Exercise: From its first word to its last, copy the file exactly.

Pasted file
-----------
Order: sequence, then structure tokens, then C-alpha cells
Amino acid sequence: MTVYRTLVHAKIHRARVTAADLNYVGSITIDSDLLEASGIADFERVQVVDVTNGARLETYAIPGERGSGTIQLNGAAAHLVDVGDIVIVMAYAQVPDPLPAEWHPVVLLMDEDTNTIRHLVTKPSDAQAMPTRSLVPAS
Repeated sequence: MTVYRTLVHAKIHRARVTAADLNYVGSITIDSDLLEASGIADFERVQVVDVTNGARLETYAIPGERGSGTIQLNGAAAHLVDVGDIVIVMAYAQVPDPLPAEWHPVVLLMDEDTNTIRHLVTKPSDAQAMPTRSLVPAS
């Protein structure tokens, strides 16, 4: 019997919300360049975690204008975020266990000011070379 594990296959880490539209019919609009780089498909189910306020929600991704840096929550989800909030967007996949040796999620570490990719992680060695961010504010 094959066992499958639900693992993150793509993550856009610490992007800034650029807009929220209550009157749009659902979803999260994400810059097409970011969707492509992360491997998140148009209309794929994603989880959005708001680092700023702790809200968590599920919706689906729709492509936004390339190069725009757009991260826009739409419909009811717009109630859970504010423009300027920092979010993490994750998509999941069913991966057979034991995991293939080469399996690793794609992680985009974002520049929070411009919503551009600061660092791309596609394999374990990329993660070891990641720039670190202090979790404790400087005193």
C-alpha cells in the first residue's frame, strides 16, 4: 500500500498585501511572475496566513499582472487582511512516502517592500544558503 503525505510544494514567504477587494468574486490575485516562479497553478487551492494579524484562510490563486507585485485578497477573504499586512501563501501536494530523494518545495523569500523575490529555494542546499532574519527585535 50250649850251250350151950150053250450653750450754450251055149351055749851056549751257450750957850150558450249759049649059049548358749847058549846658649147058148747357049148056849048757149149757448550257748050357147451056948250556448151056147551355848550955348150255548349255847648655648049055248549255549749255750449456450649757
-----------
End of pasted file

Order: sequence, then structure tokens, then C-alpha cells
Amino acid sequence: MTVYRTLVHAKIHRARVTAADLNYVGSITIDSDLLEASGIADFERVQVVDVTNGARLETYAIPGERGSGTIQLNGAAAHLVDVGDIVIVMAYAQVPDPLPAEWHPVVLLMDEDTNTIRHLVTKPSDAQAMPTRSLVPAS
Repeated sequence: MTVYRTLVHAKIHRARVTAADLNYVGSITIDSDLLEASGIADFERVQVVDVTNGARLETYAIPGERGSGTIQLNGAAAHLVDVGDIVIVMAYAQVPDPLPAEWHPVVLLMDEDTNTIRHLVTKPSDAQAMPTRSLVPAS
């Protein structure tokens, strides 16, 4: 019997919300360049975690204008975020266990000011070379 594990296959880490539209019919609009780089498909189910306020929600991704840096929550989800909030967007996949040796999620570490990719992680060695961010504010 094959066992499958639900693992993150793509993550856009610490992007800034650029807009929220209550009157749009659902979803999260994400810059097409970011969707492509992360491997998140148009209309794929994603989880959005708001680092700023702790809200968590599920919706689906729709492509936004390339190069725009757009991260826009739409419909009811717009109630859970504010423009300027920092979010993490994750998509999941069913991966057979034991995991293939080469399996690793794609992680985009974002520049929070411009919503551009600061660092791309596609394999374990990329993660070891990641720039670190202090979790404790400087005193």
C-alpha cells in the first residue's frame, strides 16, 4: 500500500498585501511572475496566513499582472487582511512516502517592500544558503 503525505510544494514567504477587494468574486490575485516562479497553478487551492494579524484562510490563486507585485485578497477573504499586512501563501501536494530523494518545495523569500523575490529555494542546499532574519527585535 50250649850251250350151950150053250450653750450754450251055149351055749851056549751257450750957850150558450249759049649059049548358749847058549846658649147058148747357049148056849048757149149757448550257748050357147451056948250556448151056147551355848550955348150255548349255847648655648049055248549255549749255750449456450649757